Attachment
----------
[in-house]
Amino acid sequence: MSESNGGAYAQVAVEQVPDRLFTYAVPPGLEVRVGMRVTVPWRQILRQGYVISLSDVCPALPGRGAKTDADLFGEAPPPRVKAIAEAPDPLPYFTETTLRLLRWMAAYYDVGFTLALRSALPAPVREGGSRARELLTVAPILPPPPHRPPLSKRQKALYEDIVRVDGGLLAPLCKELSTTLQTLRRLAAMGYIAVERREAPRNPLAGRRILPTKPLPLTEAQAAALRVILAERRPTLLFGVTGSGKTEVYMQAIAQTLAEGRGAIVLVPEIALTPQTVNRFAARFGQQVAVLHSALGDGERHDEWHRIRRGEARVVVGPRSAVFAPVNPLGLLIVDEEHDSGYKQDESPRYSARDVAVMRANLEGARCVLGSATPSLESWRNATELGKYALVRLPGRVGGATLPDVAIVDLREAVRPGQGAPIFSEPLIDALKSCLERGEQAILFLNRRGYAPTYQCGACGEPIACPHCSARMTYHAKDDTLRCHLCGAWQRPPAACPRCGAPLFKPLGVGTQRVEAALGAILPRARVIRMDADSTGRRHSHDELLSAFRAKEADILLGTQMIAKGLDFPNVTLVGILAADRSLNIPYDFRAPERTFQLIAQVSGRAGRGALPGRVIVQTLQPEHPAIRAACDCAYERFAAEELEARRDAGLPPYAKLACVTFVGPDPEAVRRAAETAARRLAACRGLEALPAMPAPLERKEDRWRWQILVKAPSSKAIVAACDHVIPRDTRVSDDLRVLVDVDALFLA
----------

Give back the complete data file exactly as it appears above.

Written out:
[in-house]
Amino acid sequence: MSESNGGAYAQVAVEQVPDRLFTYAVPPGLEVRVGMRVTVPWRQILRQGYVISLSDVCPALPGRGAKTDADLFGEAPPPRVKAIAEAPDPLPYFTETTLRLLRWMAAYYDVGFTLALRSALPAPVREGGSRARELLTVAPILPPPPHRPPLSKRQKALYEDIVRVDGGLLAPLCKELSTTLQTLRRLAAMGYIAVERREAPRNPLAGRRILPTKPLPLTEAQAAALRVILAERRPTLLFGVTGSGKTEVYMQAIAQTLAEGRGAIVLVPEIALTPQTVNRFAARFGQQVAVLHSALGDGERHDEWHRIRRGEARVVVGPRSAVFAPVNPLGLLIVDEEHDSGYKQDESPRYSARDVAVMRANLEGARCVLGSATPSLESWRNATELGKYALVRLPGRVGGATLPDVAIVDLREAVRPGQGAPIFSEPLIDALKSCLERGEQAILFLNRRGYAPTYQCGACGEPIACPHCSARMTYHAKDDTLRCHLCGAWQRPPAACPRCGAPLFKPLGVGTQRVEAALGAILPRARVIRMDADSTGRRHSHDELLSAFRAKEADILLGTQMIAKGLDFPNVTLVGILAADRSLNIPYDFRAPERTFQLIAQVSGRAGRGALPGRVIVQTLQPEHPAIRAACDCAYERFAAEELEARRDAGLPPYAKLACVTFVGPDPEAVRRAAETAARRLAACRGLEALPAMPAPLERKEDRWRWQILVKAPSSKAIVAACDHVIPRDTRVSDDLRVLVDVDALFLA